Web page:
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Daisy Northway

Daisy Northway was interviewed on August 7, 2014 by Leslie McCartney and Barbara Cellarius at her home in Tok, Alaska. In this interview, Daisy talks about her mother, Ellen Felix Demit, her childhood and growing up in a subsistence lifestyle at Healy Lake, Big Gerstle, and Dot Lake. She also talks about changes in the landscape and climate, her work as tribal administrator for the Northway Tribal Council, and her beading activities.

Digital Asset Information

Archive #: Oral History 2013-14-12

Project: Wrangell-St.Elias National Park
Date of Interview: Aug 7, 2014
Narrator(s): Daisy Northway
Interviewer(s): Leslie McCartney, Barbara Cellarius
Transcriber: Sue Beck
Location of Interview:
Funding Partners:
National Park Service
Alternate Transcripts
There is no alternate transcript for this interview.
There is no slideshow for this person.

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Growing up

Living a subsistence lifestyle

Parent's background and changes at Healy Lake

Dot Lake and going to school

Work at the Fortymile Roadhouse

Moving to Northway and getting married

Fishing and hunting to feed family

Children and grandchildren

Beading and sewing

Learning subsistence skills and values

Changes in the landscape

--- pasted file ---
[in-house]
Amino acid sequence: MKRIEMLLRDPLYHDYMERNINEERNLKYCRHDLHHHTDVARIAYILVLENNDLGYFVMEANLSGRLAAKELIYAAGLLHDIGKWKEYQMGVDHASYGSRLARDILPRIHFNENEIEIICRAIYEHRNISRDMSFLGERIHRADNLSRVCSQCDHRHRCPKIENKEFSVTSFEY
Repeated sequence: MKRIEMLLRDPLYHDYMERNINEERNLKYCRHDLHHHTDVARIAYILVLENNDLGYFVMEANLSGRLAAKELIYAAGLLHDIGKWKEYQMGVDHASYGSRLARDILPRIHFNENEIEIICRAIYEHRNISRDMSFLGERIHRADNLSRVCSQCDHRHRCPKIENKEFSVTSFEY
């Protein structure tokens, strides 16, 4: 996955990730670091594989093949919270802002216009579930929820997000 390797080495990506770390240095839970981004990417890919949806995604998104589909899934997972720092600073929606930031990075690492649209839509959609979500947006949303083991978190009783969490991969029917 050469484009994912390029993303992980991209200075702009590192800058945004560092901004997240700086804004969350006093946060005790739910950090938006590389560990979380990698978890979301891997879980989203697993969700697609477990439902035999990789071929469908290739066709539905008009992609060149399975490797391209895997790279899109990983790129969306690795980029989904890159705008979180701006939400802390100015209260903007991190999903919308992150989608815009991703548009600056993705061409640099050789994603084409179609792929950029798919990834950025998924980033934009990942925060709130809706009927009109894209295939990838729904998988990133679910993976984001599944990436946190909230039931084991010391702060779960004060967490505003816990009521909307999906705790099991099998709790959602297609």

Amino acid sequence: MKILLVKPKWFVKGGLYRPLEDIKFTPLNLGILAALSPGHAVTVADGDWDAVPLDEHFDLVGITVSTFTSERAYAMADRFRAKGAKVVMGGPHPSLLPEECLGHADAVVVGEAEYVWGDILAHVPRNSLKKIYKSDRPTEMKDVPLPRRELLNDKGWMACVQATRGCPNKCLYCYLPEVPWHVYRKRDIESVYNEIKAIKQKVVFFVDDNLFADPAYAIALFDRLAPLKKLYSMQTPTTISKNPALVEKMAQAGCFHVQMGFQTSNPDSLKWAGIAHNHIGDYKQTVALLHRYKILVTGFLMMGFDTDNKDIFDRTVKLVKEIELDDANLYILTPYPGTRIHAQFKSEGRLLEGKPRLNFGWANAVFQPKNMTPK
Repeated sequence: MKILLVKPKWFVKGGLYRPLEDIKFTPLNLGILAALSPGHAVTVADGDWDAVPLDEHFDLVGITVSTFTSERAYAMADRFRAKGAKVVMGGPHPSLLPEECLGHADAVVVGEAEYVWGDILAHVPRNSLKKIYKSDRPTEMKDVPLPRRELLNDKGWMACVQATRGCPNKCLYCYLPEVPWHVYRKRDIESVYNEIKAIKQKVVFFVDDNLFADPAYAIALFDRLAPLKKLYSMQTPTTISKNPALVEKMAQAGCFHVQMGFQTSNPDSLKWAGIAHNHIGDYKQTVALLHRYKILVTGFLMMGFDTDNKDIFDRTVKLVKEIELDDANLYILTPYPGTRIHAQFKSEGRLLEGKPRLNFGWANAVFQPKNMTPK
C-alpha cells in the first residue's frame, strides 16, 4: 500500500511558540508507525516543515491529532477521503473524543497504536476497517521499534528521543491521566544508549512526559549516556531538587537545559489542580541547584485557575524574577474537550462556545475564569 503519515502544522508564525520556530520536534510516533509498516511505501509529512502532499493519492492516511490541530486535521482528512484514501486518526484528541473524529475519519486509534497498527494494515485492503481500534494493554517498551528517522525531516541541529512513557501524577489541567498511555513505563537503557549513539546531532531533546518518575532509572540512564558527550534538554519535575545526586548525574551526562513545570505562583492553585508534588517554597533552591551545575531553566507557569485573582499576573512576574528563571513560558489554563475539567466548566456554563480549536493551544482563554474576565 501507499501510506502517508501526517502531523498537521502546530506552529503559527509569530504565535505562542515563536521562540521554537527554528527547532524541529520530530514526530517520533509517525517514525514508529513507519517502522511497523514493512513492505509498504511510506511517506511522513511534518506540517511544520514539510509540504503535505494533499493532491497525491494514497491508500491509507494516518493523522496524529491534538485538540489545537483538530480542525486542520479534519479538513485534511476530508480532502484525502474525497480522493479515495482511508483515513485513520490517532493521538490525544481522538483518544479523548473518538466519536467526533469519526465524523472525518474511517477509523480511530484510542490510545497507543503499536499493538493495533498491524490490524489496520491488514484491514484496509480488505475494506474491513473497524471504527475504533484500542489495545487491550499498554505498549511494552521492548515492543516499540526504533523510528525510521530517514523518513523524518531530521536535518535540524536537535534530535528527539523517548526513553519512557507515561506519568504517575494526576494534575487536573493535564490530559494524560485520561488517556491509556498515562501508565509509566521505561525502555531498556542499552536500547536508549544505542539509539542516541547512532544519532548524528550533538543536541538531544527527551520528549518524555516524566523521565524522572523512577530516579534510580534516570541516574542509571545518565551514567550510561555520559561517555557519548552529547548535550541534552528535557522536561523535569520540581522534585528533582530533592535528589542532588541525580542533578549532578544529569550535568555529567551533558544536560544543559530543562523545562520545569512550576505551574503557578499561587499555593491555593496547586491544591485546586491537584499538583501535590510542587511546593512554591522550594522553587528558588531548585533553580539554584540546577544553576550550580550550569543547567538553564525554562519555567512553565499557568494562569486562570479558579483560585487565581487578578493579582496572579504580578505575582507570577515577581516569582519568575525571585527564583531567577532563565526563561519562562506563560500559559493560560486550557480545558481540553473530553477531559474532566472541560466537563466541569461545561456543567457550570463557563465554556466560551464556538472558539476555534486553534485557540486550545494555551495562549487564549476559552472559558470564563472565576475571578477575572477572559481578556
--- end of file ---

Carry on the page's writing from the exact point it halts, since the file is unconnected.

Changes in the climate

Changes in the community of Northway

Her mother, Ellen Felix Demit

Working for the tribal council

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LESLIE McCARTNEY: So today is August 7th, 2014, and we’re in Daisy and Harold Northway’s home just outside of Tok. Thanks, Daisy, for having us. And Barbara Cellarius is here; and I’m Leslie McCartney.

So, Daisy we were just going to start off if you could tell us a little bit about yourself -- where you were born, who your parents were.

DAISY NORTHWAY: I was born in the village of Healy Lake and my parents are Frank and Ellen Felix.

And I -- in the late ‘40s my mother and dad moved us out of Healy Lake and relocated us to -- first of all the Big Gerstle, where they had temporary shelters for us to live in.

The people that came out of Healy Lake at that time, I believe there was, like, maybe ten people. I’m not entirely sure, but at least ten people.

And those were the survivors of the epidemic that had hit Healy Lake during those early years of -- of the ‘40s.

I think we stayed there -- and I was very, very young when it happened, so I’m not sure of the details, but we must have been there for under a couple of years, and then from there -- from there on we -- we moved down to the Little Gerstle.